Stabat Mater (Poulenc)

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Stabat Mater is a musical setting of the Stabat Mater sequence composed by Francis Poulenc in 1950. Poulenc composed the piece in response to the death of his friend, artist Christian Bérard; he considered writing a Requiem for Bérard, but, after returning to the shrine of the Black Virgin of Rocamadour, he selected the medieval Stabat Mater text.[1] Poulenc's setting, scored for soprano solo, mixed chorus, and orchestra, premiered in 1951 at the Strasbourg Festival. The Stabat Mater was well-received throughout Europe, and in the United States it won the New York Critics’ Circle Award for Best Choral Work of the year.[2]

Structure[edit]

The Stabat Mater is divided into twelve movements, which vary dramatically in character from somber to light and frivolous, even on the most serious of texts. All the movements, though, are relatively brief; Robert Shaw's Telarc recording runs just under 30 minutes, with the longest movement taking just over four minutes.

  1. Stabat mater dolorosa (Très calme)
  2. Cujus animam gementem (Allegro molto--Très violent)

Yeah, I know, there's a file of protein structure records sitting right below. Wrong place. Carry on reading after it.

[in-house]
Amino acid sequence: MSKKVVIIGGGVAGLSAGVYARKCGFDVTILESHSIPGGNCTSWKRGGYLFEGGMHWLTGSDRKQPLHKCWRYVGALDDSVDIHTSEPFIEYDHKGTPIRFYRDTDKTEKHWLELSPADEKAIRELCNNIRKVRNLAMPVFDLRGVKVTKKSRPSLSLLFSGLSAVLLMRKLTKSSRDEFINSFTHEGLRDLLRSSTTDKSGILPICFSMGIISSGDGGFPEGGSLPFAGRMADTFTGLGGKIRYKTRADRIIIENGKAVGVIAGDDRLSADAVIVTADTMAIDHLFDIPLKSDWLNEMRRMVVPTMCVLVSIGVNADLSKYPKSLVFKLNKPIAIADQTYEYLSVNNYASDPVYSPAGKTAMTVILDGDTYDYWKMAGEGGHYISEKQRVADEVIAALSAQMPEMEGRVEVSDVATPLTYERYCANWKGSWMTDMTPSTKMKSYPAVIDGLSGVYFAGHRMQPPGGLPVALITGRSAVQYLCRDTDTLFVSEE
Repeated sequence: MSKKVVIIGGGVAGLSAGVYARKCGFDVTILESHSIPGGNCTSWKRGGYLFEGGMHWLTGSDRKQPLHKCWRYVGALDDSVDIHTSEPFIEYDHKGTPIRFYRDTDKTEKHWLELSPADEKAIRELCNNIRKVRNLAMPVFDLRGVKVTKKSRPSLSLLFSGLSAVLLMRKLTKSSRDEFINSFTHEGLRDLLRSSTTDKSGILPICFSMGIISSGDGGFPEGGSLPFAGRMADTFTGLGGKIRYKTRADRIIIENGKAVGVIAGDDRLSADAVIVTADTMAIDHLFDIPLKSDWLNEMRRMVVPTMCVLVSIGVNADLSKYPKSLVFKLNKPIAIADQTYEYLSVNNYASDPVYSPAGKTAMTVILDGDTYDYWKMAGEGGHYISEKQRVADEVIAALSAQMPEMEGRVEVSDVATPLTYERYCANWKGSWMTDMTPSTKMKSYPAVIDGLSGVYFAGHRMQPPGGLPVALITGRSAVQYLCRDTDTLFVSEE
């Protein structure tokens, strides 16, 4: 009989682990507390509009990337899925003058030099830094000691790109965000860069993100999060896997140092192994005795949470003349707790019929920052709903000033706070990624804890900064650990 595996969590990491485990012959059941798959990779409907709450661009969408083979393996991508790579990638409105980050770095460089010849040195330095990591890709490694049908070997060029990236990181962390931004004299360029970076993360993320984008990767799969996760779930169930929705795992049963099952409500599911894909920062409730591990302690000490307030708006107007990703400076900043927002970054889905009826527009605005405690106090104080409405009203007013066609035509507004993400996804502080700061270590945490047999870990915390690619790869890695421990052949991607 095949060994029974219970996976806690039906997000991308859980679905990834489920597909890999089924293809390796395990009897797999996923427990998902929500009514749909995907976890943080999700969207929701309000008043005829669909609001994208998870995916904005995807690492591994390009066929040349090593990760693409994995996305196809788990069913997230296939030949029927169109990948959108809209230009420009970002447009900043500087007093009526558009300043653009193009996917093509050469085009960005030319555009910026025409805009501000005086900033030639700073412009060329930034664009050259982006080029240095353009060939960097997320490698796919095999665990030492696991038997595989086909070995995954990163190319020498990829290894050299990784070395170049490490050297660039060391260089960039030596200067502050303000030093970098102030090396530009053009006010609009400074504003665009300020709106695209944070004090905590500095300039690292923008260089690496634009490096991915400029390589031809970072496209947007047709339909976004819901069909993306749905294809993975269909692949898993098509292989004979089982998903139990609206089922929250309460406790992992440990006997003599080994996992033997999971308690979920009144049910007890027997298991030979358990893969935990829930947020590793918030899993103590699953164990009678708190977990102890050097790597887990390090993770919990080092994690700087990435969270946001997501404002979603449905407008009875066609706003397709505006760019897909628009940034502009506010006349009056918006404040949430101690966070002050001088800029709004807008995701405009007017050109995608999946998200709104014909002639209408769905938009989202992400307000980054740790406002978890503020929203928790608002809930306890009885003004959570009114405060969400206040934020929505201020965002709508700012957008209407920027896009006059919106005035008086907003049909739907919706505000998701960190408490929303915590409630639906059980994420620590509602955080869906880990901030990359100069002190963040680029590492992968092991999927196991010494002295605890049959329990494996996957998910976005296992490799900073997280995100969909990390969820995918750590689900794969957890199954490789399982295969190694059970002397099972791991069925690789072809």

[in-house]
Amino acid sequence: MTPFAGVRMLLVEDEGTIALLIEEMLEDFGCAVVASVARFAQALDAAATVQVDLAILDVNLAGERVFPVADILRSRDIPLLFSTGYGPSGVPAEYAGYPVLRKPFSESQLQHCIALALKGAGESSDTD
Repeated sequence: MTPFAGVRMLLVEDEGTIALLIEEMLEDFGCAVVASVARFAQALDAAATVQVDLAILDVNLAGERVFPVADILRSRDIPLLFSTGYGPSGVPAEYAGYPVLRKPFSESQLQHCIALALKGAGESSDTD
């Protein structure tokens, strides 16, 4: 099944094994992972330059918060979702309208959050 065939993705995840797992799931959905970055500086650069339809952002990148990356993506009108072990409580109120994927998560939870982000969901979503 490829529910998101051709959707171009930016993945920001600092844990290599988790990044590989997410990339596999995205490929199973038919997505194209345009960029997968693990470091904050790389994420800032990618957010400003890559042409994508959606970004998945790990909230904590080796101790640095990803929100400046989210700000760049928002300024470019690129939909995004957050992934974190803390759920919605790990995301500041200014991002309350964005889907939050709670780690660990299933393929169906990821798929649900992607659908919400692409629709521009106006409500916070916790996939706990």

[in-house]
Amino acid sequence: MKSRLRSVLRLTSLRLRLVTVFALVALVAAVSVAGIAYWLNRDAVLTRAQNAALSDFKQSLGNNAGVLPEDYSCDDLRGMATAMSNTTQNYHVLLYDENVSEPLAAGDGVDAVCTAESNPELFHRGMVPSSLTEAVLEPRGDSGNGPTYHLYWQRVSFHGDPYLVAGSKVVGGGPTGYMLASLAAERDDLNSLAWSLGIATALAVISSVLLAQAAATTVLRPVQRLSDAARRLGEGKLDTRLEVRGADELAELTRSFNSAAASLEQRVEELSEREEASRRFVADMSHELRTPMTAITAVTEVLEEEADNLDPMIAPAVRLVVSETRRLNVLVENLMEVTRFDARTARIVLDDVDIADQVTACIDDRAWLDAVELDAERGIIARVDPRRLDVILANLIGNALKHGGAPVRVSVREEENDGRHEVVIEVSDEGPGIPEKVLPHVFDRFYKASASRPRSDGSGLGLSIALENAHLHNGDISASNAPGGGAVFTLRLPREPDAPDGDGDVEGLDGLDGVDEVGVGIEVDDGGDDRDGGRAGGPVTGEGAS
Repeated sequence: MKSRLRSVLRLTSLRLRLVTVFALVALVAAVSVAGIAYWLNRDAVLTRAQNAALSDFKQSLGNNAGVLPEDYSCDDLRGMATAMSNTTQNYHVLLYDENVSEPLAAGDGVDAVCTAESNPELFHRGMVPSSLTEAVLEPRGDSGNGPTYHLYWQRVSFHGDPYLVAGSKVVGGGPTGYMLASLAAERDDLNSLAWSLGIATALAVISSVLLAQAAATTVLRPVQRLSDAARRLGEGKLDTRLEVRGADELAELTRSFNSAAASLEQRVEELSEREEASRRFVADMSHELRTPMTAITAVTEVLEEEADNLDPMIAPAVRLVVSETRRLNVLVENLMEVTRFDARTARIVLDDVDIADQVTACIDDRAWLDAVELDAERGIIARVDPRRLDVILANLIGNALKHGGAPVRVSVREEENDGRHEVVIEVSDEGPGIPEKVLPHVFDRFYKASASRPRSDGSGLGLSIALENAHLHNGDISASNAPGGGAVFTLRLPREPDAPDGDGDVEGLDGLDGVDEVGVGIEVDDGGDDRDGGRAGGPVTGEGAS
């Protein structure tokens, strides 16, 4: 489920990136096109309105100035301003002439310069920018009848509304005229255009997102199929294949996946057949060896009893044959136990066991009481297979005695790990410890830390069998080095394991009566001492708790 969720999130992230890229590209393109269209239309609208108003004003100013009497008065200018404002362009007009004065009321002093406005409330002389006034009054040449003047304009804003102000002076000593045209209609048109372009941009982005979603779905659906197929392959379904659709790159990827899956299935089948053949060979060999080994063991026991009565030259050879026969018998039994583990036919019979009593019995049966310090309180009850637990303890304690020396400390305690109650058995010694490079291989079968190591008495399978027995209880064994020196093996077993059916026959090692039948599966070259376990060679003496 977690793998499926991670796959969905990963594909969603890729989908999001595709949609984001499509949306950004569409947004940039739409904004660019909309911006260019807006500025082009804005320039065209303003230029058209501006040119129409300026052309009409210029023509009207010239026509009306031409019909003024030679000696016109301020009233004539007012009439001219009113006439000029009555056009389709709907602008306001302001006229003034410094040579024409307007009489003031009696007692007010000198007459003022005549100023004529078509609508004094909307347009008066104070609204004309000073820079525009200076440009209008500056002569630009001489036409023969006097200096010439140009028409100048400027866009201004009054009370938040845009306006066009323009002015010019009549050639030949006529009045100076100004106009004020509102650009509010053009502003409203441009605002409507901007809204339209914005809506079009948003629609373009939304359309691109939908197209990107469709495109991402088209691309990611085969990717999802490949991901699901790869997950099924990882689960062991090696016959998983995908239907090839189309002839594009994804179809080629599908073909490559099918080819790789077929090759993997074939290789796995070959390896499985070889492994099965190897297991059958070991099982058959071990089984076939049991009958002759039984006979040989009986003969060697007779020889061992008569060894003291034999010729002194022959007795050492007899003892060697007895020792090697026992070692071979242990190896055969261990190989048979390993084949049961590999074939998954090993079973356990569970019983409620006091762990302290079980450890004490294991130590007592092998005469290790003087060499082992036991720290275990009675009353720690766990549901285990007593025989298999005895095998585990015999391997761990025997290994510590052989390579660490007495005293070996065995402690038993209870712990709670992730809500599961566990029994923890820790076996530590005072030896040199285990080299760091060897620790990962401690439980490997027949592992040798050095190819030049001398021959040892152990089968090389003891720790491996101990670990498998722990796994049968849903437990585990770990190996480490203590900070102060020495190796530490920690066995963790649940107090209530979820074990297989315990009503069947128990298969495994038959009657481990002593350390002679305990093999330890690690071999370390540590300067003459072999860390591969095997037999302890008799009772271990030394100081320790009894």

3. O quam tristis (Très lent)
  4. Quae moerebat (Andantino)
  5. Quis est homo (Allegro molto—Prestissimo)
  6. Vidit suum (Andante)
  7. Eja mater (Allegro)
  8. Fac ut ardeat (Maestoso)
  9. Sancta mater (Moderato--Allegretto)
  10. Fac ut portem (To. de Sarabande)
  11. Inflammatus et accensus (Animé et très rythmé)
  12. Quando corpus (Très calme)

The soprano appears in only three movements: Vidit suum, Fac ut portem, and Quando corpus. The chorus appears largely a cappella in two others, O quam tristis and Fac ut ardeat, although the orchestra is not fully silent in either.

Instrumentation[edit]

References[edit]

  1. ^ Mellers.
  2. ^ Hell.

Source texts[edit]

  • Hell, Henri 1959, Francis Poulenc, London: John Calder
  • Ivry, Benjamin 1996, Francis Poulenc (20th-Century Composers series), Phaidon Press, ISBN 0-7148-3503-X.
  • Mellers, Wilfrid 1993, Francis Poulenc, New York: Oxford University Press

External links[edit]